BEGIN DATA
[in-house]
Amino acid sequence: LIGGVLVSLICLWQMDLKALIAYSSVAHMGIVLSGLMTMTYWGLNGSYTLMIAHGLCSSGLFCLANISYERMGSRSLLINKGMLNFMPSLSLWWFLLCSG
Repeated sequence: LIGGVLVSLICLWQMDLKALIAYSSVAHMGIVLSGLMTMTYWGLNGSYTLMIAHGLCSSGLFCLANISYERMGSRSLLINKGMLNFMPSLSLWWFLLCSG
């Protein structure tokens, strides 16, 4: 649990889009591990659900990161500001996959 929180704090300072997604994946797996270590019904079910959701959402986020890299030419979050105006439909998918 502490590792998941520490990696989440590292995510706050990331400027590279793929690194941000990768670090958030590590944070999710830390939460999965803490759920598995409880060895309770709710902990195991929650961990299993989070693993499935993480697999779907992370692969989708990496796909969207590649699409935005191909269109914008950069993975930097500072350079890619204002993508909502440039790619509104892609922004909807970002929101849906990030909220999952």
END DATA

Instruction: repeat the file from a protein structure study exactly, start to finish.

[in-house]
Amino acid sequence: LIGGVLVSLICLWQMDLKALIAYSSVAHMGIVLSGLMTMTYWGLNGSYTLMIAHGLCSSGLFCLANISYERMGSRSLLINKGMLNFMPSLSLWWFLLCSG
Repeated sequence: LIGGVLVSLICLWQMDLKALIAYSSVAHMGIVLSGLMTMTYWGLNGSYTLMIAHGLCSSGLFCLANISYERMGSRSLLINKGMLNFMPSLSLWWFLLCSG
């Protein structure tokens, strides 16, 4: 649990889009591990659900990161500001996959 929180704090300072997604994946797996270590019904079910959701959402986020890299030419979050105006439909998918 502490590792998941520490990696989440590292995510706050990331400027590279793929690194941000990768670090958030590590944070999710830390939460999965803490759920598995409880060895309770709710902990195991929650961990299993989070693993499935993480697999779907992370692969989708990496796909969207590649699409935005191909269109914008950069993975930097500072350079890619204002993508909502440039790619509104892609922004909807970002929101849906990030909220999952």